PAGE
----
There are a few primary reasons why Windows Authentication should be considered a best practice. Since passwords aren’t visibly exposed in configuration files and credentials are not sent over the network, your systems tend to be more secure. Additionally, password management (expiration periods, minimum lengths and account lockout after multiple invalid logon requests) becomes a heck of a lot easier. Considering the benefits, I have no issues with applications accessing SQL Server using Integrated Security, however, I think there is a big different between application access and developer access.
Really quickly, you can setup SQL Server to run in one of two security modes: Windows Authentication or Mixed Mode. Mixed Mode is exactly as it implies and allows users to connect using Windows NT Authentication or using SQL Server Authentication. I’m a fan of Mixed Mode which allows for application accounts to reap the benefits of Integrated Security while allowing considerably easier SQL Auth access for developers, support personnel, etc.
Please consider the following scenarios:
- An instance of SQL Server is setup in the Development Environment and it isn’t running in Mixed Mode. This implies that one needs to be a member of the appropriate domain and have appropriate permissions in order to access the SQL Server. Not a big deal, right? Well, I would agree if I were a developer working onsite and the Dev Network was readily available to me. But I happen to work remotely on occasion and there isn’t an entrance point into this particular domain through VPN. Boy, SQL Authentication sure would come in handy in this case.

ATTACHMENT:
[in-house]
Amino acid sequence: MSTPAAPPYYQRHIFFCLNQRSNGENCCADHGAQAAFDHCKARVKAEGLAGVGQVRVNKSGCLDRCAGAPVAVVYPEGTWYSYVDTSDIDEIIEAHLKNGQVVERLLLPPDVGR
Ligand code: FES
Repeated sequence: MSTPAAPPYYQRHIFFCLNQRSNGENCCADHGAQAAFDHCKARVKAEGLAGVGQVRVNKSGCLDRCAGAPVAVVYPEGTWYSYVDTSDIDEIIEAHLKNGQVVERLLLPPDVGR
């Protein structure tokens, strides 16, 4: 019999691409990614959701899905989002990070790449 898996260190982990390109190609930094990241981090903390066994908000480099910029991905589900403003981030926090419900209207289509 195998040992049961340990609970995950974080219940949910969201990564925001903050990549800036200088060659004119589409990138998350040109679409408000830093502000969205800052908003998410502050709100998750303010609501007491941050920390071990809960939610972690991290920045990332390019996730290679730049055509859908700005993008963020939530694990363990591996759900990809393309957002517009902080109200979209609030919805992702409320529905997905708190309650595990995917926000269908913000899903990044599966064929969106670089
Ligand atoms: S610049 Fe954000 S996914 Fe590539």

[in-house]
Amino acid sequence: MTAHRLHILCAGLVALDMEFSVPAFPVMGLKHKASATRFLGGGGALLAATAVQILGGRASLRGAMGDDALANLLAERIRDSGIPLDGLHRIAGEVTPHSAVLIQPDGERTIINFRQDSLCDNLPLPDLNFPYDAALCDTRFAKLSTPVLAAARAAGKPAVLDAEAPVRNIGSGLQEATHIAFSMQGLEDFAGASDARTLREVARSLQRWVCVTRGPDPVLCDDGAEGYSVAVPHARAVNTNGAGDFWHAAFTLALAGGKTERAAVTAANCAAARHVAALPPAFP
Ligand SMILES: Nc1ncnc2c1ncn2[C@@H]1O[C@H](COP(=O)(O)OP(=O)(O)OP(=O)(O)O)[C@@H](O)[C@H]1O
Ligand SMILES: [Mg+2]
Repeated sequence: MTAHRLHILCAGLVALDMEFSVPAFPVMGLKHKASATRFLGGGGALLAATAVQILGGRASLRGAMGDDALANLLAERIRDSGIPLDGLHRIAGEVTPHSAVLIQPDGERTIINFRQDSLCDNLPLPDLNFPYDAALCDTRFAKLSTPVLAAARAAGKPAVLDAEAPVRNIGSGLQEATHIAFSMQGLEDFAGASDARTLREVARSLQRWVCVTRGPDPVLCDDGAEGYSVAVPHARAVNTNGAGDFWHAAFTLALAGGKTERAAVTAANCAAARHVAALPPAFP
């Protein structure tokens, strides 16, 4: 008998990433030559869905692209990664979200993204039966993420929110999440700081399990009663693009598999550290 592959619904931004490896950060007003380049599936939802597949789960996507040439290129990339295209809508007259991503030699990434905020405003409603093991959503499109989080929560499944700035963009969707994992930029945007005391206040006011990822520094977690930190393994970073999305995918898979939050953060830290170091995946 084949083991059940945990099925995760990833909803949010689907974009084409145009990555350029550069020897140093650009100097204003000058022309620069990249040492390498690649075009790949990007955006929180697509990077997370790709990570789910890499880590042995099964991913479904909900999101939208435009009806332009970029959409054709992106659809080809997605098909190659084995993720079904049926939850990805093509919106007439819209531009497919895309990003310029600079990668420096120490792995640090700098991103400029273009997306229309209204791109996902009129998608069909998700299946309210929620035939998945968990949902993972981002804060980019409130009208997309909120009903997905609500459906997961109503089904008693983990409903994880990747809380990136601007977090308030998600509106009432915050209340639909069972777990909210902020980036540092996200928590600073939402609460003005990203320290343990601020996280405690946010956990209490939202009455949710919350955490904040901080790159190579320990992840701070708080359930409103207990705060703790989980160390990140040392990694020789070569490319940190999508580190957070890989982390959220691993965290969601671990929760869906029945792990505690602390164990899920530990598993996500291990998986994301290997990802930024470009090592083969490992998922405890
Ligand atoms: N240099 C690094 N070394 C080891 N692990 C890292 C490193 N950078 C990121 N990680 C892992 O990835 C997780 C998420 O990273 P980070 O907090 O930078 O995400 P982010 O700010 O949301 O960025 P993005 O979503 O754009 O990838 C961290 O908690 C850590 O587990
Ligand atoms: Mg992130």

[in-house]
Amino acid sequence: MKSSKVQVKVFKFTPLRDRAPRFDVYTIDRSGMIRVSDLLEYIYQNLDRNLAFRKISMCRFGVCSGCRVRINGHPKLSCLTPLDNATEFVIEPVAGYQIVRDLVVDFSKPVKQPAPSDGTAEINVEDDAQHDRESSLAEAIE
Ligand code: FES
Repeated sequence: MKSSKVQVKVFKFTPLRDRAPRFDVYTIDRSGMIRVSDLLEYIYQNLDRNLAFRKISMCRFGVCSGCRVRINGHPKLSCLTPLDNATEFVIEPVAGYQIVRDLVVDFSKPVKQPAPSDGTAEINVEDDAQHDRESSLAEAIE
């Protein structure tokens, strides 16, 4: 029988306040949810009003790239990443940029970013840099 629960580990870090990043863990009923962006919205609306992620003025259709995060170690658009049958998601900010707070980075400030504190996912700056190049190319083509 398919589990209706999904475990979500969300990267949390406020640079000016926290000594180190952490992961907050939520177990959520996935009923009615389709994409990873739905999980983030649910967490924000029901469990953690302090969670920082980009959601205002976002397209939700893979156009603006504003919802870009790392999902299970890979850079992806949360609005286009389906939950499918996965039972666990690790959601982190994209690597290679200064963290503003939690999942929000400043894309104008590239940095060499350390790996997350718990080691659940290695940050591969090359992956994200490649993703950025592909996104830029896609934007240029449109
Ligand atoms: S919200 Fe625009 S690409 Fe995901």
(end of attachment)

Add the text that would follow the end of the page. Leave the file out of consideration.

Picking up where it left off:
- Let’s say your environments (perhaps Dev, QA and Production) are hosted in separate domains. It would be painful to switch between domains in order to access each SQL Servers, wouldn’t it? (I know what you are thinking, “Why would a developer need to access QA or Production?” Special assignment. Let’s leave it at that.)
Fortunately, there’s a workaround. If you are me, you beg and plead and moan and request that security mode be changed (not that that’s easy.) OR you discover an even better solution in the appropriately named RunAs command which allows a user to run specific tools and programs with different permissions than the user’s current logon provides.
The following are a few of my favorite commands which I’ve wrapped up neatly in their own .cmd file for quick execution (you will need to update the domain and user values accordingly):
- runas /user:domain\user “C:\Program Files\Microsoft SQL Server\90\Tools\Binn\VSShell\Common7\IDE\ssmsee.exe”
- runas /user:domain\user “C:\WINDOWS\system32\mmc.exe /s \”C:\Program Files\Microsoft SQL Server\80\Tools\BINN\SQL Server Enterprise Manager.MSC\””
- runas /user:domain\user isqlw
This tip actually came from a wise, remote developer working in Canada who was confronted with Scenario 1 above. Pretty neat, eh?